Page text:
Integralia: Everyday life and work for wheelchair users

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Integralia: Everyday life and work for wheelchair users

For over 15 years, DKV Seguros funds a foundation that provides employment for severely handicapped people. Its CEO, Josep Santacreu, played a leading role in establishing Integralia.

Customers ringing their health insurer, DKV Seguros, in Spain are answered by a friendly and competent staff member in a call centre. But many callers are unaware that the person they are talking to is sitting at his or her computer in a wheelchair. As well, it is quite possible that these staff members are operating the keyboard with the help of a pointing device attached to their hands with a elastic strap. Because the Integralia call centre only employs people with disabilities.
 
The company was founded back in 1999 at a time when DKV Seguros wanted to improve its customer service, and was looking to launch a social sector project at the same time. CEO Josep Santacreu recalls that it was meant to be something with power enough to develop the spirit of the company. Very soon the idea was born of merging the two projects, and that was what started off Integralia – as a foundation and a non-profit organisation. The call centre in El Prat de Llobregat near Barcelona was modified for disabled access (everything is a little wider than in standard workplaces) to ensure that staff in wheelchairs can move around more easily. And of course, there are also slopes and ramps instead of steps.

Original team of nine now 400

Integralia started off with just nine employees. Today, 400 staff assist the insurance company's customers and other contracting authorities, such as hospitals and the Spanish Interior Ministry. Their work is expected to be of a very high standard: "Our customers expect a high level of service," says Santacreu. Thorough and patient training is therefore essential, along with psychological support – since the team also includes people who are confined to wheelchairs following traffic accidents. One of the aims of the foundation is to support and encourage such people: "We want to offer employees a meaningful life, not just a workplace." That includes having an everyday routine, maintaining friendships, and starting a family. "And the best way to do that is to make the most of your own potential."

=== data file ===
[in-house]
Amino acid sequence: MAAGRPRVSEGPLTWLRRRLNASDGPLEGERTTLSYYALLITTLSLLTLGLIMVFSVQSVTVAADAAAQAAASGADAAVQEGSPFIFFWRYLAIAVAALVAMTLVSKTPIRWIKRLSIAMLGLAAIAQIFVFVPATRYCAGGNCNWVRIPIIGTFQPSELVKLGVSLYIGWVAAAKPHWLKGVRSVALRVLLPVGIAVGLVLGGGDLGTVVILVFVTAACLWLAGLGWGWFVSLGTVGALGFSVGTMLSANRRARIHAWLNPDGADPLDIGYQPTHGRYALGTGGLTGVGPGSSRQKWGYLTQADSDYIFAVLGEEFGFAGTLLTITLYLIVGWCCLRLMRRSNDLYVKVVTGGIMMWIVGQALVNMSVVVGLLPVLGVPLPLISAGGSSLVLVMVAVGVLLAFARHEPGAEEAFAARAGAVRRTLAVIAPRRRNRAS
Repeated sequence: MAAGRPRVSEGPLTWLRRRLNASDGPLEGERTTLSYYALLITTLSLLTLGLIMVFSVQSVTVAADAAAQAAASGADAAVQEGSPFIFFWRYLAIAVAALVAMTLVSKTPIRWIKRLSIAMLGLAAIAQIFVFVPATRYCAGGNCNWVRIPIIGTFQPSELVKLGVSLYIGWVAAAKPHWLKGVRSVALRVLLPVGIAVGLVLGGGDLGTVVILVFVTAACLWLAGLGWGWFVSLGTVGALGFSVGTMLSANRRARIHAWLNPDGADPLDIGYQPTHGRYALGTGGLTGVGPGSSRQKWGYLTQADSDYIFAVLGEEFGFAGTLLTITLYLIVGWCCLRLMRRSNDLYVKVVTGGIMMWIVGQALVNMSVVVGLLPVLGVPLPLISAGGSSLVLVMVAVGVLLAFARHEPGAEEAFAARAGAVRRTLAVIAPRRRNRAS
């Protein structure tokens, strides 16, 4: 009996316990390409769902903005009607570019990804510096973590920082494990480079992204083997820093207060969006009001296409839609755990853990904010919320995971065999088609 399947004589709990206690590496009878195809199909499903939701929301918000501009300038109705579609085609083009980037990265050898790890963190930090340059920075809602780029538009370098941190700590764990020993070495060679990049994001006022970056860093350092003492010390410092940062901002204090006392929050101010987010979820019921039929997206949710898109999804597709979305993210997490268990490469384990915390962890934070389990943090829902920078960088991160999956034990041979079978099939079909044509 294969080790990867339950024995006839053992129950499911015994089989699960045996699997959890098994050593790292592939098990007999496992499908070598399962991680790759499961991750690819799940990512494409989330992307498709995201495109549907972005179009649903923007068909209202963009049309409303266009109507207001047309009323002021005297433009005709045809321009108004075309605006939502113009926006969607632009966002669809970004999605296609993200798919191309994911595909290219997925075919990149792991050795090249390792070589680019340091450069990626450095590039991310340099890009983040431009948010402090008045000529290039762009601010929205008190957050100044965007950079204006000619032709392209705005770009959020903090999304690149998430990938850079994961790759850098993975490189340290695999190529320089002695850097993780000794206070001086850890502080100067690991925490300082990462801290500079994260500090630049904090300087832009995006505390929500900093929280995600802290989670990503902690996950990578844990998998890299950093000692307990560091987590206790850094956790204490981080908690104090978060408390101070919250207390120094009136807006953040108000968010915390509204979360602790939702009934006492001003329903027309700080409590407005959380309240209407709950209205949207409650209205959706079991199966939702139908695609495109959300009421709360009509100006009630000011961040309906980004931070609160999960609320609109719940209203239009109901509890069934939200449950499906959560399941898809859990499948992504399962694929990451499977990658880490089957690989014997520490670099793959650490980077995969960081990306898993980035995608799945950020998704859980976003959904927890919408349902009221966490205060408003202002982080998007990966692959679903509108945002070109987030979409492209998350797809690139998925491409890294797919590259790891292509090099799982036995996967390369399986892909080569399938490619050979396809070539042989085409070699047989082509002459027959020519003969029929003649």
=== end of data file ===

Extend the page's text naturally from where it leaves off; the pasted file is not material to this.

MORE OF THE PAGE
The success of the foundation's concept is reflected in more ways than just the increasing number of staff. Integralia is growing year by year, and has made a profit from day one, even during the financial crisis. Santacreu puts that down to the staff themselves: "What sets them apart is their exceptional commitment and motivation." In comparison with other call centres, Integralia has a lower sickness rate, a higher standard of service, and lower staff fluctuation.

A major success thanks to training

The foundation has also established a training facility called “Integralia School”, where severely handicapped people can take specialised courses in the fields of banking, insurance and telecommunications. With the qualification they attain at the end of their course, participants can then apply for jobs on the regular labour market. A total of 76 graduates from the school found jobs in this way in 2014. A further training programme gives participants a qualification in the management and operation of call centres. And Santacreu believes the project is far from having achieved its full potential. As well as the call centre in Barcelona, there are now offices in four other Spanish cities: Madrid, Denia, Badajoz and Jerez. In Poland, Integralia has helped ERGO Hestia establish a call centre based on the original Spanish model and there are now further examples in Peru, Colombia and India. "Integralia is the best thing we have ever done," says Santacreu. And he is right…

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